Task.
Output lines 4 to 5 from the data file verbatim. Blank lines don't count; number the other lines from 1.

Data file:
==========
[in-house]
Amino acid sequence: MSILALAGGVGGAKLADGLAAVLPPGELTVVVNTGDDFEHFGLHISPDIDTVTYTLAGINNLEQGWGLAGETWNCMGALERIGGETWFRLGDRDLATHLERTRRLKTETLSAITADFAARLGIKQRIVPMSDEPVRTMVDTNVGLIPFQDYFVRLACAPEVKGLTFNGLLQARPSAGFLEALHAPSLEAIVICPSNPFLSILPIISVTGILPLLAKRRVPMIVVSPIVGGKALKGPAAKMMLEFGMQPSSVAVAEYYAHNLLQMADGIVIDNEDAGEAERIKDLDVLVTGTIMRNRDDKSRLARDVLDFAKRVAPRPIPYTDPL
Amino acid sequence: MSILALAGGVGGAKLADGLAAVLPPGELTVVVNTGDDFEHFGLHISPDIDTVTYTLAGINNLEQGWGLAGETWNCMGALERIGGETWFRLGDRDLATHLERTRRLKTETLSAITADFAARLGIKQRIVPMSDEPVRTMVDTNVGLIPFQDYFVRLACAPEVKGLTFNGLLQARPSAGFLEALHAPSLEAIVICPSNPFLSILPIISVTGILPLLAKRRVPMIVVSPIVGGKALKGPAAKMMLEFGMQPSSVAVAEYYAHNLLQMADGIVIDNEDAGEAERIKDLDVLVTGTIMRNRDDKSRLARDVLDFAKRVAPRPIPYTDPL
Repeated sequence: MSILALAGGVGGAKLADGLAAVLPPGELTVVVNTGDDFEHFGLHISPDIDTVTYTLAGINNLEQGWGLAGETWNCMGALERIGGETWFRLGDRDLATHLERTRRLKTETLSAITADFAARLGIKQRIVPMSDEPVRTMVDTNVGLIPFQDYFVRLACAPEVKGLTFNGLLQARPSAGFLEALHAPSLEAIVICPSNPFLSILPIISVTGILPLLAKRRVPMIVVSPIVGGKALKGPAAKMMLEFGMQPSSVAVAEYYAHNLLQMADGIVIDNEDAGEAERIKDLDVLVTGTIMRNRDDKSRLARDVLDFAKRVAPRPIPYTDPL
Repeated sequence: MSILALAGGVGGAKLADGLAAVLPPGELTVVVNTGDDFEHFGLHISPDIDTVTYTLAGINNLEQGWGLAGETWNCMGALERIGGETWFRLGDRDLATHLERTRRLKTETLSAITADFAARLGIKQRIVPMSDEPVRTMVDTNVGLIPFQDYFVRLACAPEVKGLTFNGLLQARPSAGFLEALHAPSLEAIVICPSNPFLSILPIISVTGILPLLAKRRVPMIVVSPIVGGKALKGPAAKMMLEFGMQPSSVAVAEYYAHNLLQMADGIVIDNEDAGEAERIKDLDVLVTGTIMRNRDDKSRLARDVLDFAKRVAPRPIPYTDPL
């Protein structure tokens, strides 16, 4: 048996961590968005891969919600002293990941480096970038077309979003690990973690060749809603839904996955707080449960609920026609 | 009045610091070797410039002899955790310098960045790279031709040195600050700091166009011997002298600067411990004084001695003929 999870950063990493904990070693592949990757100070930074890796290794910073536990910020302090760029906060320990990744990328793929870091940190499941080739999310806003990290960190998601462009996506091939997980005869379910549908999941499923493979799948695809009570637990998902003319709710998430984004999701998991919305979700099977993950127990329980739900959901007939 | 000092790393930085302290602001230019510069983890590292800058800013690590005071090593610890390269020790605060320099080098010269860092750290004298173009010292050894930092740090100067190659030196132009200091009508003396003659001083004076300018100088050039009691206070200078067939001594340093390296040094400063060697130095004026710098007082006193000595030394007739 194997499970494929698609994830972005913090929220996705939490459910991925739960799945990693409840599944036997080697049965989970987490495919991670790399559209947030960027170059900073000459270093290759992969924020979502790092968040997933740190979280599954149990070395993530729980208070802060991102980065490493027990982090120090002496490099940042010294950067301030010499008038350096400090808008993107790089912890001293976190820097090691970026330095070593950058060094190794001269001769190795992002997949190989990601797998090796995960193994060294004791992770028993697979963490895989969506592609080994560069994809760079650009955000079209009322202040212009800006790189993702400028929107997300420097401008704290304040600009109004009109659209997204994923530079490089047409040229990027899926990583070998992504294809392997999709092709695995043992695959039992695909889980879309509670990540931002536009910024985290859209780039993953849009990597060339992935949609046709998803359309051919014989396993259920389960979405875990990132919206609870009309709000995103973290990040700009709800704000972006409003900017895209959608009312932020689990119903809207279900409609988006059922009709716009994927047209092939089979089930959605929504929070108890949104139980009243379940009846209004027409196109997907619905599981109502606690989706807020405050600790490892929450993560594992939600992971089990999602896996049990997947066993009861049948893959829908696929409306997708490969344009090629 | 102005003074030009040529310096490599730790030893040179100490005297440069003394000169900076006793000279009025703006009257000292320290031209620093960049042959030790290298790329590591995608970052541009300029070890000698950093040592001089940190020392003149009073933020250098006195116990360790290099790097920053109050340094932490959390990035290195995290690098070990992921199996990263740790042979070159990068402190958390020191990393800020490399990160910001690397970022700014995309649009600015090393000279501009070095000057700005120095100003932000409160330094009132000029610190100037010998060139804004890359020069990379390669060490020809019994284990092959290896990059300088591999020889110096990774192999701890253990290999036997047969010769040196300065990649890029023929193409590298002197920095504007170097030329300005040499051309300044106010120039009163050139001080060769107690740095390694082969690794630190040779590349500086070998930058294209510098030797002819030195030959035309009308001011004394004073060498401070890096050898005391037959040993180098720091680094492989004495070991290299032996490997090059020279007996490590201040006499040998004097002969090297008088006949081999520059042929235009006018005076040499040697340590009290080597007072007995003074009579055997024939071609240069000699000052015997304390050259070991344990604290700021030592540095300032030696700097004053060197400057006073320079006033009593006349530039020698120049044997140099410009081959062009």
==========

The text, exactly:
Repeated sequence: MSILALAGGVGGAKLADGLAAVLPPGELTVVVNTGDDFEHFGLHISPDIDTVTYTLAGINNLEQGWGLAGETWNCMGALERIGGETWFRLGDRDLATHLERTRRLKTETLSAITADFAARLGIKQRIVPMSDEPVRTMVDTNVGLIPFQDYFVRLACAPEVKGLTFNGLLQARPSAGFLEALHAPSLEAIVICPSNPFLSILPIISVTGILPLLAKRRVPMIVVSPIVGGKALKGPAAKMMLEFGMQPSSVAVAEYYAHNLLQMADGIVIDNEDAGEAERIKDLDVLVTGTIMRNRDDKSRLARDVLDFAKRVAPRPIPYTDPL
Repeated sequence: MSILALAGGVGGAKLADGLAAVLPPGELTVVVNTGDDFEHFGLHISPDIDTVTYTLAGINNLEQGWGLAGETWNCMGALERIGGETWFRLGDRDLATHLERTRRLKTETLSAITADFAARLGIKQRIVPMSDEPVRTMVDTNVGLIPFQDYFVRLACAPEVKGLTFNGLLQARPSAGFLEALHAPSLEAIVICPSNPFLSILPIISVTGILPLLAKRRVPMIVVSPIVGGKALKGPAAKMMLEFGMQPSSVAVAEYYAHNLLQMADGIVIDNEDAGEAERIKDLDVLVTGTIMRNRDDKSRLARDVLDFAKRVAPRPIPYTDPL